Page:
Fig. 3 in the text (page 4) correspond to Fig. 2B
Fig. 4 in the text (page 5) correspond to Fig. 3A
Fig. 5 in the text (page 6) correspond to Fig. 3B
Fig. 6 in the text (page 6) correspond to Fig. 4A
Fig. 7 in the text (page 7) correspond to Fig. 4B
Fig. 8 in the text (page 9) correspond to Fig. 5A
Fig. 9 in the text (page 10) correspond to Fig. 5B
Fig. 10 in the text (page 12) correspond to Fig. 6A
Fig. 11 in the text (page 12) correspond to Fig. 6B
Then, after Fig. 11 in the text, appear Figs. 7A-7B (page 17) that actually correspond to the Figures 7A and 7B; later (page 17) appears Fig. 8G-8H that correspond to Fig. 8.
Finally, Fig. 27H does not depict Bostryx rouaulti as the wrong shell was photographed.

Breure, A.S.H. & Araujo, R. The Neotropical land snails (Mollusca, Gastropoda) collected by the ‘Comisión Científica del Pacífico’. — PeerJ 5: e3065 (142 pp.).
Breure, A.S.H. & Backhuys, W. Science networks in action: the collaboration between J.G. Hidalgo and H. Crosse, and the creation of ‘Moluscos del Viaje al Pacifico, Univalvos terrestres’. — Iberus 35: 11–30.

Achatina widespread in Ecuador

Several years ago the first introduction was reported of Achatina fulica in Ecuador. Goldyn et al. (2016) now have made a survey of its occurrence in the country, where it appears to be widespread.


“Distribution data on Achatina fulica Bowdich were obtained from pest control agencies and from a survey of potential localities randomly distributed in all provinces of Ecuador. Among the total of 1,236 localities, 1,065 (86.2%) held populations of the species. The snail was found to spread much faster than predicted and was present in areas not previously suspected to be under the risk of invasion. The most endangered and infested areas were the coastal and Amazonian regions of the country. According to the pest control reports from government agencies, A. fulica most often affected plantations of cocoa (24.8% of localities), plantain (11.8%) and banana (11.2%), but was also known to forage on 56 other species of cultivated plants. The survey of likely habitats in random localities showed a high infestation rate; urban and ruderal sites turned out to be important but largely neglected dispersal hotspots for the species. Regular observations on two populations in the city of Puyo (Pastaza province, Amazonia) showed that the growth rate and population density were high: reaching adult size took on average four weeks”.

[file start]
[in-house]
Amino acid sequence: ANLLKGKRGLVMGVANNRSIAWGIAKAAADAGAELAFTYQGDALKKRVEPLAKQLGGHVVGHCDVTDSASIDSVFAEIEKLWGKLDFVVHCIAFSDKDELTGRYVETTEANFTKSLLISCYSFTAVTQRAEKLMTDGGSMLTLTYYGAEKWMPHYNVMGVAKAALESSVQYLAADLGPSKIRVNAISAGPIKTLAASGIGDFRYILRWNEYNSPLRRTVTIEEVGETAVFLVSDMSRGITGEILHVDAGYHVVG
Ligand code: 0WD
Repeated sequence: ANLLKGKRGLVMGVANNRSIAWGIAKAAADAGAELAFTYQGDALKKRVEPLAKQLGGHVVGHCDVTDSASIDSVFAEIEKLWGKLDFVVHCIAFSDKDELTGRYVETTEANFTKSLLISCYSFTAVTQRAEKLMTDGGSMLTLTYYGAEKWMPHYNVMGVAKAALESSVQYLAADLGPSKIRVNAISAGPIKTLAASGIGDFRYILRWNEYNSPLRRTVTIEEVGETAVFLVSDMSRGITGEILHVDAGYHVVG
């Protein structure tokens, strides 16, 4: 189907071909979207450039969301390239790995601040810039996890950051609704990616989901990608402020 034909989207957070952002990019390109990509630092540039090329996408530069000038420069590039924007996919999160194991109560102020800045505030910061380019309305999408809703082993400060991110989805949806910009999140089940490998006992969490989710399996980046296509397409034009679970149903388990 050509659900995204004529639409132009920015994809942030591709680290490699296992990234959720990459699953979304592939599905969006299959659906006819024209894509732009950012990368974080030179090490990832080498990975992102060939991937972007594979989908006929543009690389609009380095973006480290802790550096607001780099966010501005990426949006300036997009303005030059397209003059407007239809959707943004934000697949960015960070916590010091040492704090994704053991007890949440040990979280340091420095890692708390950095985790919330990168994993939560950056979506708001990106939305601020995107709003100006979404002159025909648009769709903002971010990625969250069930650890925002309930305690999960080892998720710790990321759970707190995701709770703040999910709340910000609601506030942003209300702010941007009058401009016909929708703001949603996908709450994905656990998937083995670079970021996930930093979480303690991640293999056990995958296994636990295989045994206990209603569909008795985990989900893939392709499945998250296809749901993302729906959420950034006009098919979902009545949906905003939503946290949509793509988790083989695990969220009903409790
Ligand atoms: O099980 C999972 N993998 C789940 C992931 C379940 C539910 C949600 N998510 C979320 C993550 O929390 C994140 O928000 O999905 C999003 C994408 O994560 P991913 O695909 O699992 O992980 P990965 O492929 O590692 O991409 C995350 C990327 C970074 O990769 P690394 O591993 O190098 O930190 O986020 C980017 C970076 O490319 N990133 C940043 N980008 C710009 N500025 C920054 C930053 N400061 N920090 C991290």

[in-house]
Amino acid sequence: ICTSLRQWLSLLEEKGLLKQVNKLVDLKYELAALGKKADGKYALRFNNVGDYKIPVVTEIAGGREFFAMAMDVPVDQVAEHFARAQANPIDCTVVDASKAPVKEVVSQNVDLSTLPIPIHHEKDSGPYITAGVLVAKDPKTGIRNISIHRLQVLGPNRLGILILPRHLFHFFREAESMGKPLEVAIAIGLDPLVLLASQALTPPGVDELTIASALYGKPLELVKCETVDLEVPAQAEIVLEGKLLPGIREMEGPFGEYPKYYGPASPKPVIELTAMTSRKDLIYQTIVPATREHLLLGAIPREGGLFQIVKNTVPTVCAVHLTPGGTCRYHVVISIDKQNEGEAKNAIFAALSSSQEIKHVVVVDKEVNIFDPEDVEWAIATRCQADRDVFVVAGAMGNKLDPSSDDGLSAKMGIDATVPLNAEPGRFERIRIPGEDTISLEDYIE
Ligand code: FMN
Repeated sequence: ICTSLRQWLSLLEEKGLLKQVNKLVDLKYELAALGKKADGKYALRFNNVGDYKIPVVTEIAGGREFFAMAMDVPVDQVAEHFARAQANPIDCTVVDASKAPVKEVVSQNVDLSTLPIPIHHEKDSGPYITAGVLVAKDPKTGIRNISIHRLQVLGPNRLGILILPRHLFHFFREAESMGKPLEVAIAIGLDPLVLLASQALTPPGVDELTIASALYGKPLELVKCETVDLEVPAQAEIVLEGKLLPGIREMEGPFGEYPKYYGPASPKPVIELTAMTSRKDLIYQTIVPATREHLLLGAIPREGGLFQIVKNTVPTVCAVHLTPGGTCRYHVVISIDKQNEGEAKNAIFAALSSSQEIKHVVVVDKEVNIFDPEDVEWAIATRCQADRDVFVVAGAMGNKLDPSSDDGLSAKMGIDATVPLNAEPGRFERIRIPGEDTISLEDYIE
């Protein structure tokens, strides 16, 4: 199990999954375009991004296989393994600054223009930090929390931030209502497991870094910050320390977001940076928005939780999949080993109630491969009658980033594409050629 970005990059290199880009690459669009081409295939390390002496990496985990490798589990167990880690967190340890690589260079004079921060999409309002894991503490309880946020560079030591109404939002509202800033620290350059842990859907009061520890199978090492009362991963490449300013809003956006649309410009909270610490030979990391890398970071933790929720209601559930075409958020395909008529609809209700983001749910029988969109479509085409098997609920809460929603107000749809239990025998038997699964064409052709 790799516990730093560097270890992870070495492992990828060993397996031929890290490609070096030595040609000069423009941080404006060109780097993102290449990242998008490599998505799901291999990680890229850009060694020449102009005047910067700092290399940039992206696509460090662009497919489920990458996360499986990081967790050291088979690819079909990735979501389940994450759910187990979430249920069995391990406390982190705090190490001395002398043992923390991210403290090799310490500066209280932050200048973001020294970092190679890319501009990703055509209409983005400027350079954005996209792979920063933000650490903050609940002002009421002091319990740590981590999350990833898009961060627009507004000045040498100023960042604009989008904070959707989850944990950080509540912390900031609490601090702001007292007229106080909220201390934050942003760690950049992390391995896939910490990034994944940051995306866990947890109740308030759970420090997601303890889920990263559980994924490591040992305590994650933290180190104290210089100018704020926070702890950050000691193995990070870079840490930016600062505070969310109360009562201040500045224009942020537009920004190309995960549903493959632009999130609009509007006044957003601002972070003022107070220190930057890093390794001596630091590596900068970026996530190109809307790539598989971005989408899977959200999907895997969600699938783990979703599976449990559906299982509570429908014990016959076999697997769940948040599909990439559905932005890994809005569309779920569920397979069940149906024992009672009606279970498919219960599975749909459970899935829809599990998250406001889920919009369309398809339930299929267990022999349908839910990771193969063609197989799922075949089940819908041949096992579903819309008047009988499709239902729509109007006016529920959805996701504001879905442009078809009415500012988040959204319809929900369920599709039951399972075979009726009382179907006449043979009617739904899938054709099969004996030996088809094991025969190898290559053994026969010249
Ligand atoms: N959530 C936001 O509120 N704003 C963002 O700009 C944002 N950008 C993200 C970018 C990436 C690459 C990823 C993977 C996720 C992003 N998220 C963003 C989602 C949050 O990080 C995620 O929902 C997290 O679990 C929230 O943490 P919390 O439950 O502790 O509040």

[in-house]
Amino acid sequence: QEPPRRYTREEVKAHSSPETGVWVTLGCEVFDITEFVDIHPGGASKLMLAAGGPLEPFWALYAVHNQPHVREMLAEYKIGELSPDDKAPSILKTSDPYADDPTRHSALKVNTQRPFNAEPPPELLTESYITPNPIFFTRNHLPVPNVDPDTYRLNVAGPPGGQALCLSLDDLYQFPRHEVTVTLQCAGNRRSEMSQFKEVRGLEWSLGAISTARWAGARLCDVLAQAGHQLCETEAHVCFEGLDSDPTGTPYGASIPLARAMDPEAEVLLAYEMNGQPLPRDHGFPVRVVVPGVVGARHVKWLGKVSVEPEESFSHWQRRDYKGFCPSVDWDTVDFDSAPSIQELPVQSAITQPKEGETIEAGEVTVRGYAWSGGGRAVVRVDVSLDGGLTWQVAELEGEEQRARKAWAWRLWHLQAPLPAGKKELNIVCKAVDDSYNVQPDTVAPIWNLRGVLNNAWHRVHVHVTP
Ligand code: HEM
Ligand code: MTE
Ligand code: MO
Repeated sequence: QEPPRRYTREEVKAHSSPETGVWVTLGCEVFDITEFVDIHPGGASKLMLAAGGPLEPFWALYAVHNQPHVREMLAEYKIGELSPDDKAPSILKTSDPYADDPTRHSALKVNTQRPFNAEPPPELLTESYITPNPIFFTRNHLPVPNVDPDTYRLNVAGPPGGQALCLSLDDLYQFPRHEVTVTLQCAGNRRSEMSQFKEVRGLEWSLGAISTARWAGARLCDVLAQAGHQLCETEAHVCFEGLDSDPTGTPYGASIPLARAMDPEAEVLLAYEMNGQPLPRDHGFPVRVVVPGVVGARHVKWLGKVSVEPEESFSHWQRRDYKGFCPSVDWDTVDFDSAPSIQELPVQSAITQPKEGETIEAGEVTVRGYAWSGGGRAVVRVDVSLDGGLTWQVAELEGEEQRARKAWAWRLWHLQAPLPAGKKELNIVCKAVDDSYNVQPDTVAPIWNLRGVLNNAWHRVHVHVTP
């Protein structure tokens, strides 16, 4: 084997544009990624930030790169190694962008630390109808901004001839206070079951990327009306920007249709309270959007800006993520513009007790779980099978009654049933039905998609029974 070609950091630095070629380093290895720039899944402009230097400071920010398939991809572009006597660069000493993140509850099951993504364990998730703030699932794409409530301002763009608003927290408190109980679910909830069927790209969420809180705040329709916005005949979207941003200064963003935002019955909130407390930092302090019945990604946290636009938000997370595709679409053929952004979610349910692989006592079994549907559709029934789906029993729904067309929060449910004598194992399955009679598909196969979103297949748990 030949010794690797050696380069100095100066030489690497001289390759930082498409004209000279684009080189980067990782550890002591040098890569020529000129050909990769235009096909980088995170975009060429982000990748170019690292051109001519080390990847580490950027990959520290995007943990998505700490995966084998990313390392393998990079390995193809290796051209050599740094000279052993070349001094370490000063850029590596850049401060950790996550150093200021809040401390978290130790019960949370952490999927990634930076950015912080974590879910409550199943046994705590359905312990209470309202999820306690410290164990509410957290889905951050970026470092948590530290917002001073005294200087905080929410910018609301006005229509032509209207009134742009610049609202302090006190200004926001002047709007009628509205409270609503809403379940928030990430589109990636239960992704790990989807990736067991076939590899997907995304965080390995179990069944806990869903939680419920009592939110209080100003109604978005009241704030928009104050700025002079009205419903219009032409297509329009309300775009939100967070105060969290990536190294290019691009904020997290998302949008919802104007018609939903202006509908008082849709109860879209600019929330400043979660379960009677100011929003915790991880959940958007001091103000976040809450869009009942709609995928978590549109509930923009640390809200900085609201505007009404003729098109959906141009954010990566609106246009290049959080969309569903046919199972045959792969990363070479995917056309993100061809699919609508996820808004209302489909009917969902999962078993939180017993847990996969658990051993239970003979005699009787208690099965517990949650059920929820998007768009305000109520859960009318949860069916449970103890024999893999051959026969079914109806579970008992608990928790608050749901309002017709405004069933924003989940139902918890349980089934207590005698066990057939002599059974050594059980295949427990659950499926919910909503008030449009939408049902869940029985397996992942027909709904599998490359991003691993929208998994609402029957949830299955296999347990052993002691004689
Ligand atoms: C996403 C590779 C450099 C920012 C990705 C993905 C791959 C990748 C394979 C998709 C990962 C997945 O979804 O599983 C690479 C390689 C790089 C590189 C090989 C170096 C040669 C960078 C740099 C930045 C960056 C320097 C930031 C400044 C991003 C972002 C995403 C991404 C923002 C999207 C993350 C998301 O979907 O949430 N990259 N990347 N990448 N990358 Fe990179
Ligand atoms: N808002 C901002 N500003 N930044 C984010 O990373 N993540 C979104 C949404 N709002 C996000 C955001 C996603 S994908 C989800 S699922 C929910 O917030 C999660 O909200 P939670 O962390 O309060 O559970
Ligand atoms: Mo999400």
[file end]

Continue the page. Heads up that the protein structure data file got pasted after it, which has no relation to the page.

Goldyn, B. et al., 2016. Notes on the distribution and invasion potential of Achatina fulica Bowdich, 1822 (Gastropoda: Pulmonata: Achatinidae) in Ecuador. – Folia Malacologica, 24 (2):85–90.

Reviving Galapagos snails

Under this short title as eye-catcher, Villanea et al. (2016) recently published about an improved method to apply ancient-DNA techniques to identify material obtained from empty shells. The full abstract reads as follows: “Snail shells represent an abundant source of information about the organisms that build them, which is particularly vital and relevant for species that are locally or globally extinct. Access to genetic information from snail shells can be valuable, yet previous protocols for extraction of DNA from empty shells have met with extremely low success rates, particularly from shells weathered from long-term exposure to environmental conditions. Here we present two simple protocols for the extraction and amplification of DNA from empty land snail shells from specimens of Galápagos endemic snails, including presumably extinct species. We processed 35 shells of the genus Naesiotus (Bulimulidae) from the Galápagos islands, some from species that have not been observed alive in the past 50 years. We amplified and sequenced short fragments (≤244 bp) of mitochondrial DNA (mtDNA) from 18 specimens. Our results indicate that the implementation of an ancient DNA extraction protocol and careful primer design to target short DNA fragments can result in successful recovery of mtDNA data from such specimens”. The crux is that the method seems to circumvent largely the PCR inhibitors that are co-extracted when using degraded shells. The resulting tree is given below.


One of the co-authors wrote me “We are really excited about this approach as it will allow us to include rare and potentially extinct species to our considerations of the evolutionary history of the Naesiotus group”. Methodical seems the approach sound, although it remains vague what exactly the inhibitors are. Given the more laborious extractions during aDNA work, it seems to me that the PCR will remain the bottle-neck. With more PCRs needed, this will remain a relatively costly procedure.

Villanea, F.A., Parent, C.E. & Kemp, B.M., 2016. Reviving Galapagos snails: ancient DNA extraction and amplification from shells of probably extinct Galapagos endemic land snails. – Journal of Molluscan Studies (early online access; doi: 10.1093/mollus/eyw011).